I enjoy looking back and figuring out how my constellation comes together. In college, when people asked what I wanted to do when I grew up, I told them, “I just want to make people smile.” After graduating from the University of Michigan, I moved to Colorado Springs to serve as an AmeriCorps VISTA at Deerfield Hills Community Center (DHCC), part of Colorado Springs Parks, Recreation, and Cultural Services Department, in hopes to do just that—help make others smile. 

During my AmeriCorps year, I realized that I found purpose in being a part of a mission-driven team that united people and organizations to work for the common good and connect individuals with resources, opportunities, and a sense of community. From community gardens to afterschool programs to Trunk-or-Treat events—everything created smiles and enhanced someone’s life in some way. I loved every minute of my AmeriCorps year at DHCC.  

Near the end of my AmeriCorps term, the City of Colorado Springs was working on its Generation Wild grant, and they asked if I could assist them. I was exploring the Generation Wild website and immediately thought to myself, “Oh, my gosh. This is amazing. I love this, and I would love to somehow contribute to the work of Generation Wild.” After my year of AmeriCorps ended, I had applied for a lot of full- and part-time jobs and ended up becoming a summer camp counselor at Catamount Institute, which is part of the Generation Wild of the Pikes Peak Region coalition. 

As the stars aligned, shortly after I accepted my summer camp position, I was offered my current role in western Garfield County. I am so grateful to be able to continue to make others smile, expand one’s life through the outdoors and other resources, and work with so many different passionate groups—public health, schools, non-profits, and more—that come together to create positive impacts, and, of course, smiles.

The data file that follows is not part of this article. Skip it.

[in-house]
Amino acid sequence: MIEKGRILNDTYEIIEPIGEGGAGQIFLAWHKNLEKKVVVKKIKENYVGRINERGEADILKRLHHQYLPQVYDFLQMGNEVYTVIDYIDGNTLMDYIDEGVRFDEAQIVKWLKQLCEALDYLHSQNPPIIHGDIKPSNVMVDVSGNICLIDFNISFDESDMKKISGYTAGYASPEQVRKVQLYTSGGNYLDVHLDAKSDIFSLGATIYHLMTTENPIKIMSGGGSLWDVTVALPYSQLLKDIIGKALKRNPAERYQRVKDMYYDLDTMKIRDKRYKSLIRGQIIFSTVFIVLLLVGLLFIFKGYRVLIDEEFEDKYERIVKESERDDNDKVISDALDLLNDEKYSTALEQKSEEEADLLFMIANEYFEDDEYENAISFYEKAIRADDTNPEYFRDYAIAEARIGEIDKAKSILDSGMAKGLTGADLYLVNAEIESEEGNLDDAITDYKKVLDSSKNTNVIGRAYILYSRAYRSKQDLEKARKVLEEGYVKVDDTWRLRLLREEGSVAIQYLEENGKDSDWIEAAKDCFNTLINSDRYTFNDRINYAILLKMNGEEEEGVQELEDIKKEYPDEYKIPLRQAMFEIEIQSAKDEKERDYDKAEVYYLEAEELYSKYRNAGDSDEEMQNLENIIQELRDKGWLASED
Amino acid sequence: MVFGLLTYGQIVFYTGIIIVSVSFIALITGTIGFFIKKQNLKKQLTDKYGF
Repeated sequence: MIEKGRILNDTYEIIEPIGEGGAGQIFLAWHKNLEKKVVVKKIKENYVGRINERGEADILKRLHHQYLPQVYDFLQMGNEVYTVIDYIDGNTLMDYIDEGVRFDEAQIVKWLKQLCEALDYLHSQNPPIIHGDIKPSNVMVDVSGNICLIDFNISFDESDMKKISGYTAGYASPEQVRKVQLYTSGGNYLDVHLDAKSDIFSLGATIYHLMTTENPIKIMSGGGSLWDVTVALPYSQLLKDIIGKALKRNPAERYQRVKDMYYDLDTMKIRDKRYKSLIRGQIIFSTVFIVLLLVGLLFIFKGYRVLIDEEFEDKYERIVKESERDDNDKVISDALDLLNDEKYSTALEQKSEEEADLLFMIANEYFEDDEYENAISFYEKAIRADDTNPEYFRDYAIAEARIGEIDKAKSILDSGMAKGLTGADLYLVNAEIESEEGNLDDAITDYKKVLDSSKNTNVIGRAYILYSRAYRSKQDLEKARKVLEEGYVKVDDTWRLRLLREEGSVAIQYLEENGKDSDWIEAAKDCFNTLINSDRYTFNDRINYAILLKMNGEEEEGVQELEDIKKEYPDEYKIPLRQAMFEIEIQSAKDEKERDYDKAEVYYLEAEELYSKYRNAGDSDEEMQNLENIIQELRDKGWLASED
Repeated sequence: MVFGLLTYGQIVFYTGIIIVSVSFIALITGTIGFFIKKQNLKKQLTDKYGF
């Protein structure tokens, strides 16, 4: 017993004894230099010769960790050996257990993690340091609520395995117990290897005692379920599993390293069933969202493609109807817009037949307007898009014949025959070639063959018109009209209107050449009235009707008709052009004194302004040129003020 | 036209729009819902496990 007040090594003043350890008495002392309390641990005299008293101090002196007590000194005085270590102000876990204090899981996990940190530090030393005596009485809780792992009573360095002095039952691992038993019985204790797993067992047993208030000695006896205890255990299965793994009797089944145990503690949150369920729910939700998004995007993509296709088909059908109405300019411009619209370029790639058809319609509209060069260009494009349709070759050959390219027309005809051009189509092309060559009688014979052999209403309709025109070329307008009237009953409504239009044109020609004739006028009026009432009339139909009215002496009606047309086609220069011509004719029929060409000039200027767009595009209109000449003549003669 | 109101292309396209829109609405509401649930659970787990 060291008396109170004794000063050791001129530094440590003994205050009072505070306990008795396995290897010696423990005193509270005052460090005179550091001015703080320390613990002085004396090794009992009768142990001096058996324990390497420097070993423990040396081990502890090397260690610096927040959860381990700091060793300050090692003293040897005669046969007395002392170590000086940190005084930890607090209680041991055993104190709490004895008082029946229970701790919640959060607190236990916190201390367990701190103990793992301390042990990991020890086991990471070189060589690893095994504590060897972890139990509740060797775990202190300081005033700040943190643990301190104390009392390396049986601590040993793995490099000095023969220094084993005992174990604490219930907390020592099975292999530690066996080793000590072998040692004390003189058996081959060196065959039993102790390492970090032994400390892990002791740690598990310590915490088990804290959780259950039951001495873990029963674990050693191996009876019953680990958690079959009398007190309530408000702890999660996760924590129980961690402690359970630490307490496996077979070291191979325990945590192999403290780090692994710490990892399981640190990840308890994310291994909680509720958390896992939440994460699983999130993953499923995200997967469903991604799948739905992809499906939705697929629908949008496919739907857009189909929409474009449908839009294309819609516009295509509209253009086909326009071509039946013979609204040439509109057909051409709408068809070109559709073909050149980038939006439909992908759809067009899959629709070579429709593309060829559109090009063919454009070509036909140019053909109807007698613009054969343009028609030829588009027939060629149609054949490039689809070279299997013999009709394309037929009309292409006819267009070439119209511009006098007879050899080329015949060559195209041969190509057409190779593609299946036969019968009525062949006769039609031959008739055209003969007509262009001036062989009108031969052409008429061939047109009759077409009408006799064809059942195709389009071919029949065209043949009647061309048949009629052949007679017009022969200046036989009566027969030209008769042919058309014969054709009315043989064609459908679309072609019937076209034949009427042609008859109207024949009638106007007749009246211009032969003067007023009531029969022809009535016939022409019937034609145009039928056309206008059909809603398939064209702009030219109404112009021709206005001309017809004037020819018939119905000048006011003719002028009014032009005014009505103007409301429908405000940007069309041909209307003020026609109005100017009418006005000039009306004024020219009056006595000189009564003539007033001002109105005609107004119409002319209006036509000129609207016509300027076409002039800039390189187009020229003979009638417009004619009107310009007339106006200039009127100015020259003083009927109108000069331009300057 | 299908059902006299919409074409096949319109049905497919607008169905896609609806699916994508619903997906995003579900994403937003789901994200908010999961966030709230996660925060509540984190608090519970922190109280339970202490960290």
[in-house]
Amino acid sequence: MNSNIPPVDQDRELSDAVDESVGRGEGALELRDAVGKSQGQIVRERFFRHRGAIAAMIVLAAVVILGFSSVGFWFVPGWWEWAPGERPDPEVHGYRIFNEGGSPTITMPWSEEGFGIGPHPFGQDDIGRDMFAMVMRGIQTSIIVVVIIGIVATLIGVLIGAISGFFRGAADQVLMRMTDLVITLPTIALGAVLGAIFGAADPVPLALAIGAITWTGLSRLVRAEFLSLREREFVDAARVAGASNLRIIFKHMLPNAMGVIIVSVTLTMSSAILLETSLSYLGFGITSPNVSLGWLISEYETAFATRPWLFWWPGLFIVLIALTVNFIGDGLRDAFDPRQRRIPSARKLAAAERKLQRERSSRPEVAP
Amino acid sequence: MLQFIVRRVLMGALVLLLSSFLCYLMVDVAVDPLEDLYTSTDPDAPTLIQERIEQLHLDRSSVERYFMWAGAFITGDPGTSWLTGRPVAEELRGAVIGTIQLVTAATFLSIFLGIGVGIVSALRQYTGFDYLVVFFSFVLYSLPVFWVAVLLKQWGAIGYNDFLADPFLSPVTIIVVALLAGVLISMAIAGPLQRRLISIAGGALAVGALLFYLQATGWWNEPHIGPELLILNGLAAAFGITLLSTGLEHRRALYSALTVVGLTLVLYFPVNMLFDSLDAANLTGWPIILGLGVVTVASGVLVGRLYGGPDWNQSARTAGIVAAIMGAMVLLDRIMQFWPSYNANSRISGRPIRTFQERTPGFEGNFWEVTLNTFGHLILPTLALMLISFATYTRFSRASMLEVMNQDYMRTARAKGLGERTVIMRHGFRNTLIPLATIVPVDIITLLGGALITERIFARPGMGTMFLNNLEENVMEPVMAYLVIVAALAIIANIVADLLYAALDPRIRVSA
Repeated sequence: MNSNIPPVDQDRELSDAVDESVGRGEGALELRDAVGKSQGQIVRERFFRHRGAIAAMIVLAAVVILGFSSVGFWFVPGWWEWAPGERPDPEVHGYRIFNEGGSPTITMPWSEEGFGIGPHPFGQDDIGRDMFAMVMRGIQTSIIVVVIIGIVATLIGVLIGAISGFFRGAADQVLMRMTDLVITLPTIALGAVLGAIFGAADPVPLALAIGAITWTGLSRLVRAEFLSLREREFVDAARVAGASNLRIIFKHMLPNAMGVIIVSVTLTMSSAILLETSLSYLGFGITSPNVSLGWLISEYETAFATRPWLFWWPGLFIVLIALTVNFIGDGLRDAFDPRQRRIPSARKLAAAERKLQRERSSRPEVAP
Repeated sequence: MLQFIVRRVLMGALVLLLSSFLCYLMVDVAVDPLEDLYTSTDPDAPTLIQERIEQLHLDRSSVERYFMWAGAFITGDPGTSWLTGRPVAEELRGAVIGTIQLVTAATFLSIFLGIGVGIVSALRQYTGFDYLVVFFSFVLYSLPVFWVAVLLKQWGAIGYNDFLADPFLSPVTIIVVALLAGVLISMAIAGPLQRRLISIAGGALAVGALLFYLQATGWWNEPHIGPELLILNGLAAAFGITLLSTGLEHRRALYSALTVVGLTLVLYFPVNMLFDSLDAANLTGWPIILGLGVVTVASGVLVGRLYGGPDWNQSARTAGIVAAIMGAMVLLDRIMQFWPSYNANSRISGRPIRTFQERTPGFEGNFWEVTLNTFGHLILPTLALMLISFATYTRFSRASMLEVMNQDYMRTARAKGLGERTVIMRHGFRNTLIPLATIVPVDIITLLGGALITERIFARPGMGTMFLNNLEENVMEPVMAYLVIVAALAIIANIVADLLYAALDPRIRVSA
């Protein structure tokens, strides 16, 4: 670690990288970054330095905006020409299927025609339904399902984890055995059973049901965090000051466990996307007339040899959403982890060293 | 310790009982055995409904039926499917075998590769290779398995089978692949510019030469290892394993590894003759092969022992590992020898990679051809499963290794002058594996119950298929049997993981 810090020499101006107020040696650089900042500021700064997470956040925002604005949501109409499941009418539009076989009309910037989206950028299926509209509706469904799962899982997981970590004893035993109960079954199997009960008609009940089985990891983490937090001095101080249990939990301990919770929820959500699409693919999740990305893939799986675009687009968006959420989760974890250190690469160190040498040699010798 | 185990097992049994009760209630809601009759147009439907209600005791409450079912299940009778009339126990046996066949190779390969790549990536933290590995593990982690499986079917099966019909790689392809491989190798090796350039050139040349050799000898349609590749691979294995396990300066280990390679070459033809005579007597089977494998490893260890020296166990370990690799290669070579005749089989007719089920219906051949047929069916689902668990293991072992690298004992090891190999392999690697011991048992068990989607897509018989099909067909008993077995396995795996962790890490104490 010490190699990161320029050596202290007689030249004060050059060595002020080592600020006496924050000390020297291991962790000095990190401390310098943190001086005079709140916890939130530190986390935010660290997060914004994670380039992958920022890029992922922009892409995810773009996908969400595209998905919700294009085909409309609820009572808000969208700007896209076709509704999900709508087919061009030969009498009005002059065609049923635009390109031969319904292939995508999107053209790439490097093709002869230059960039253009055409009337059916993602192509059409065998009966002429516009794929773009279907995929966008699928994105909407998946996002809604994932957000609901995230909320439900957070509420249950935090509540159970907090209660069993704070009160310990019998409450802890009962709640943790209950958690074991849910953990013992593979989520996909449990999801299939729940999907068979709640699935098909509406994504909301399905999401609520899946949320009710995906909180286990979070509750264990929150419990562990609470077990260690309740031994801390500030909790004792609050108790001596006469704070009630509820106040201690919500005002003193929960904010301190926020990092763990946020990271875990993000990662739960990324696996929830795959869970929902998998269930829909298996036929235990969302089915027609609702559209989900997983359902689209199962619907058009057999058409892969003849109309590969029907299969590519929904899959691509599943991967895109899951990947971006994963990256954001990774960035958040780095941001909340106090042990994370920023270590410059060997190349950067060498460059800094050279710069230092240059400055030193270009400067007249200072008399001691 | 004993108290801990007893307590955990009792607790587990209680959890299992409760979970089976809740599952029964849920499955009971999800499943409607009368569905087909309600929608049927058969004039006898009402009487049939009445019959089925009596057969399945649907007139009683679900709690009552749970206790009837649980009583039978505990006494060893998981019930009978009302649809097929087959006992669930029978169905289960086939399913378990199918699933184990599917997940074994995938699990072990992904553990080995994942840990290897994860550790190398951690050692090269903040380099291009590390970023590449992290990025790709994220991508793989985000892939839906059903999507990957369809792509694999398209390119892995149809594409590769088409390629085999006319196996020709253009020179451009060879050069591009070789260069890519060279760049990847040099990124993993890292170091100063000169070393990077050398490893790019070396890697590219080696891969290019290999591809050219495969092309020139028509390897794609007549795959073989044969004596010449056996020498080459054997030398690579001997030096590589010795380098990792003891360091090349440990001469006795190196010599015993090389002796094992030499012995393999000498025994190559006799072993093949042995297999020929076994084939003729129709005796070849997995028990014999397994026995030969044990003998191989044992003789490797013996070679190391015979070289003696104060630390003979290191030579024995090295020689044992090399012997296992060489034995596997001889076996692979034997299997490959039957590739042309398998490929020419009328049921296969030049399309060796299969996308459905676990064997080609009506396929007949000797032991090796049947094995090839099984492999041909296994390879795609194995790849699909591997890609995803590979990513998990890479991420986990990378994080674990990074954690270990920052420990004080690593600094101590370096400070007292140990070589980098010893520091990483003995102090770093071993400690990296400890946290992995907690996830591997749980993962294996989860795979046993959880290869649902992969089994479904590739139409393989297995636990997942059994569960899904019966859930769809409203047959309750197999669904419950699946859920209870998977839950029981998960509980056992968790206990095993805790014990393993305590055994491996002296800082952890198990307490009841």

How does your goal to put smiles on peoples’ faces factor into your plans for grad school and beyond?

I’m pursuing a sustainability-focused MBA to hopefully contribute to creating more socially and environmentally responsible businesses and consequently improve lives all around the globe. I aspire to inspire and demonstrate how the nexus of caring for people and the environment will make everything and everyone stronger, healthier, and happier. 

What’s next for Garfield County Outdoors and Generation Wild?

For Garfield County Outdoors, we’re trying to figure out how to make our work long-term sustainable. We’re in two different school districts, and when school districts see the value in outdoor education and have full-time staff working on it, you can only go up. We're hoping to structure ourselves to keep these impactful Generation Wild programs intact and keep kids connected to the outdoors. It’s all about figuring out how to make it permanent.

As for Generation Wild, I hope it becomes permanent in Colorado and that it inspires other states and countries to prioritize getting youth, and everyone, in the outdoors more often. I would hope that everyone can see the value in what is happening here and that we keep kids kids, and in certain ways, keep adults like kids.

Thank you for bringing your magic to Generation Wild, Meredith! We wish you the best of luck with your studies and beyond. We can’t wait to see how your smile-spreading positivity changes the world.

For our readers: get to know Generation Wild. Follow along with our Instagram and Facebook feeds, or join our Facebook group Raising Generation Wild to connect with parents, grandparents, teachers, and others who believe “Kids grow better outside.”